March 28, 2010

Excerpt of the Day: WSJ on Obama Administration Intimidation of Companies Disclosing What They Must

From this weekend (link may require subscription), on the administration’s immature attempt at intimidating companies for daring to tell their shareholders and the public that ObamaCare has changed their retiree medical benefits cost structure for the worse:

The ObamaCare Writedowns
The corporate damage rolls in, and Democrats are shocked!

It’s been a banner week for Democrats: ObamaCare passed Congress in its final form on Thursday night, and the returns are already rolling in. Yesterday AT&T announced that it will be forced to make a $1 billion writedown due solely to the health bill, in what has become a wave of such corporate losses.

Black-letter financial accounting rules require that corporations immediately restate their earnings to reflect the present value of their long-term health liabilities, including a higher tax burden. Should these companies have played chicken with the Securities and Exchange Commission to avoid this politically inconvenient reality? Democrats don’t like what their bill is doing in the real world, so they now want to intimidate CEOs into keeping quiet.

On top of AT&T’s $1 billion, the writedown wave so far includes Deere & Co., $150 million; Caterpillar, $100 million; AK Steel, $31 million; 3M, $90 million; and Valero Energy, up to $20 million. Verizon has also warned its employees about its new higher health-care costs, and there will be many more in the coming days and weeks.

Gabriel at Ace’s place links to a straight-news WSJ item that may also be subcriber-limited telling us that the total cost to S&P 500 companies will be $4.5 billion.

Again, accounting rules REQUIRE such adjustments when circumstances dictate the need for them. A new law restructuring one-sixth of the economy is obviously one such circumstance. Surely the companies’ CFOs and outside CPA firms had discussions about the issue, and arrived at professional judgments that such adjustments and announcements of them were necessary. This is what serious stewards of others’ wealth do.

The administration and Congress surely know this. But since they don’t like it, they’re going on a witch hunt anyway. This will force others who haven’t yet made the disclosure to do a cost-benefit calculation that should not be necessary: Should we do what the law and financial accounting require? Or should we hush up so we can keep the administration off our backs and thereby risk eventually being sued by our shareholders and/or the SEC?

This is of a piece with the administration’s intimidation of Humana last year when it dared to tell its Medicare Advantage members that ObamaCare would raise their premiums, as of course it will — if it doesn’t eventually eliminate such plans entirely.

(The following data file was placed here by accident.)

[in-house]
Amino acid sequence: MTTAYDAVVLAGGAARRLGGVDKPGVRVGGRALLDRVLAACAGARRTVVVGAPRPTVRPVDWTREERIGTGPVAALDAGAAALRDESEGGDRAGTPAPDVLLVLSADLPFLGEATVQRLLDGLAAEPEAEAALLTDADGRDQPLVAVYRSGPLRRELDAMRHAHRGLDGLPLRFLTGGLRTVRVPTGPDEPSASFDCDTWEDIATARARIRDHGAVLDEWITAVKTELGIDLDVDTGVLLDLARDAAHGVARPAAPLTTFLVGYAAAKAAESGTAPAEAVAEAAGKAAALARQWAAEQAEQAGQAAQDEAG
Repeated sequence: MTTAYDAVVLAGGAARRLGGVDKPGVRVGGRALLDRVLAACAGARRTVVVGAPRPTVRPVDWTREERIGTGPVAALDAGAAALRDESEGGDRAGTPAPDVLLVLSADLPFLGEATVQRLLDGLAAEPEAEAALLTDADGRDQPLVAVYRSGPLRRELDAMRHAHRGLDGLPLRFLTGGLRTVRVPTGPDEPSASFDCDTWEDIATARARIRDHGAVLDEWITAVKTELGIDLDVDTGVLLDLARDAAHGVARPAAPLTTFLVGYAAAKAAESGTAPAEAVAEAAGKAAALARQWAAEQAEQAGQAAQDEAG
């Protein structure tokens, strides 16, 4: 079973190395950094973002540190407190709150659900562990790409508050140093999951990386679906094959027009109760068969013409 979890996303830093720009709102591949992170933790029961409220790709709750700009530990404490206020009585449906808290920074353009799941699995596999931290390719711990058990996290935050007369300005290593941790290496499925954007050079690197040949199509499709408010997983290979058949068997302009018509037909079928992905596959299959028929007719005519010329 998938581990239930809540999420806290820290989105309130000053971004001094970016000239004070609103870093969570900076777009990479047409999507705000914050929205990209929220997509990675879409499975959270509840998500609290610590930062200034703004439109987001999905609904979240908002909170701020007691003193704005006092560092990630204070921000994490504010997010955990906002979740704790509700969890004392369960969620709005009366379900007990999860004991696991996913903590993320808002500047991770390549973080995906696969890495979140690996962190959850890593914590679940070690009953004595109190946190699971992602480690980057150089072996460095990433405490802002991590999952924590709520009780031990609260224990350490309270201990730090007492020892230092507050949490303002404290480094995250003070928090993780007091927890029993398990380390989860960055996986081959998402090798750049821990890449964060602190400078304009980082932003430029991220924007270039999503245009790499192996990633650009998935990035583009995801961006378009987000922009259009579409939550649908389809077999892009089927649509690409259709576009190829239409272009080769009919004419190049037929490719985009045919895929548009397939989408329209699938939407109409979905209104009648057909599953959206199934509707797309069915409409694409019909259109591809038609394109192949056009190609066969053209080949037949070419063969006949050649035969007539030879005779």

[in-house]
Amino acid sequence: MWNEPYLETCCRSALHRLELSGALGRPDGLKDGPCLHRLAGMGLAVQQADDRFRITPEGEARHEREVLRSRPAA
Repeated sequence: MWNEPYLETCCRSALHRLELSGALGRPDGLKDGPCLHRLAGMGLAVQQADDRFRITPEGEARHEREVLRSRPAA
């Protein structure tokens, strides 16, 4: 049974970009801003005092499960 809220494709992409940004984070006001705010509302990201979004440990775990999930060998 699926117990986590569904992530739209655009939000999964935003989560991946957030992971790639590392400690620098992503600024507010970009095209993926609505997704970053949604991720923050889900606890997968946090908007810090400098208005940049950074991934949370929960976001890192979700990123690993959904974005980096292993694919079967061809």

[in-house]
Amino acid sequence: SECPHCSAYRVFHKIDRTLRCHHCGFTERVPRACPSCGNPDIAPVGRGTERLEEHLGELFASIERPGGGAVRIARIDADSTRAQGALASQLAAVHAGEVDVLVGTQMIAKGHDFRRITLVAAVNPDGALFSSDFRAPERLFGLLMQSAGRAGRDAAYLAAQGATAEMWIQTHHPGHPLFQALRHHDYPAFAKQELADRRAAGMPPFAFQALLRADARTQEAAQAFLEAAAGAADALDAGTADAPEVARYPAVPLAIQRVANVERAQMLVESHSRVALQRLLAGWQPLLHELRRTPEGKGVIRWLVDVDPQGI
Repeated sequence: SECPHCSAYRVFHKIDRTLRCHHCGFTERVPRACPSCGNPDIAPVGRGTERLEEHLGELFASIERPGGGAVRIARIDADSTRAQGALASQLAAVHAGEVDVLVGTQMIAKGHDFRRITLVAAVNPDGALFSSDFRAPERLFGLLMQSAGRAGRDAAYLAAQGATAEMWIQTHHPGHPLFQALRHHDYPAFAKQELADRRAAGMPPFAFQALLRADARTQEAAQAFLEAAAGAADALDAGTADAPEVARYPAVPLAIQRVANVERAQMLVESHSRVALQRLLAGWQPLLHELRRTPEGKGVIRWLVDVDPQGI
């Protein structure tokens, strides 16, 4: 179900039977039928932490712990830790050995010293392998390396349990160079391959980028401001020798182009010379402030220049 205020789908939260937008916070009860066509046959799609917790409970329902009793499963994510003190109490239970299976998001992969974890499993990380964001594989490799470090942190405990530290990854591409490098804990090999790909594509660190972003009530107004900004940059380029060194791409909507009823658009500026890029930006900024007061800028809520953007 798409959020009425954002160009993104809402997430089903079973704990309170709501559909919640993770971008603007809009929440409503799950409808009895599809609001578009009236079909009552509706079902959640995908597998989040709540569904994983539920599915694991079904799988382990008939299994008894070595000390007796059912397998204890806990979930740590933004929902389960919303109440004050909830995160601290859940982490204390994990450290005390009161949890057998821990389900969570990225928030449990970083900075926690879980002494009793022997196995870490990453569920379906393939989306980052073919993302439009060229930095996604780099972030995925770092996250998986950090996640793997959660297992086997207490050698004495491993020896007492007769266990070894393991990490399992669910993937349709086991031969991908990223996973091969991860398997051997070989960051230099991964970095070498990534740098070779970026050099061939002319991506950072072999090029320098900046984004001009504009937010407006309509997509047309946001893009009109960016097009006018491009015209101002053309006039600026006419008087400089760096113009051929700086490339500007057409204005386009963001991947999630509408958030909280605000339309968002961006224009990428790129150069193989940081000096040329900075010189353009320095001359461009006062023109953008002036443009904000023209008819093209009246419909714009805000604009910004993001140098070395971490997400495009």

This is what an oppressive regime does to private-sector (for the time being) players who are merely doing their jobs to the best of their abilities. This is what statism looks like.

___________________________________________________

UPDATE: Mark Steyn capsulizes (HT to frequent commenter dscott) –

On the day President Obama signed Obamacare into law, Verizon sent an e-mail to all its employees warning that the company’s costs “will increase in the short term.” And in the medium term? Well, U.S. corporations that are able to do so will get out of their prescription-drug plans and toss their retirees onto the Medicare pile. So far just three companies — Deere, Caterpillar, and Valero Energy — have calculated that the loss of the deduction will add a combined $265 million to their costs. There are an additional 3,500 businesses presently claiming the break. The cost to taxpayers of that 28 percent benefit is about $665 per person. The cost to taxpayers of equivalent Medicare coverage is about $1,200 per person. So we’re roughly doubling the cost of covering an estimated 5 million retirees.

Positivity: Diocese of Columbus launches Facebook application to encourage vocations

Filed under: Positivity — Tom @ 6:57 am

From Columbus, Ohio:

Mar 26, 2010 / 07:10 am

The Office of Vocations for the Diocese of Columbus has hired a marketing firm to develop and manage a Facebook application called Face Forward Columbus to help Catholic youth in central Ohio hear their vocation to the priesthood, religious life or marriage.

“Our responsibility is to preach the Good News wherever people are gathered,” said Fr. Jeff Coning, Director of Vocations for the Diocese of Columbus. “Kids are now gathering out on cyberspace, making it the new town square. We need to be in that town square interacting.”

The Office of Vocations recently hired Dublin, Ohio-based MJ2 Marketing to design, develop, and monitor the page. According to the diocese, it intends to reach 30,000 youth.

The page, described as a “dynamic, front-end gaming application,” has attracted more than 1,000 fans in its first 40 days.

Launched in December 2009, Face Forward is intended as a place where Catholic youth can gather to discuss real-life issues while exploring their faith and its relevance in their lives. …

Go here for the rest of the story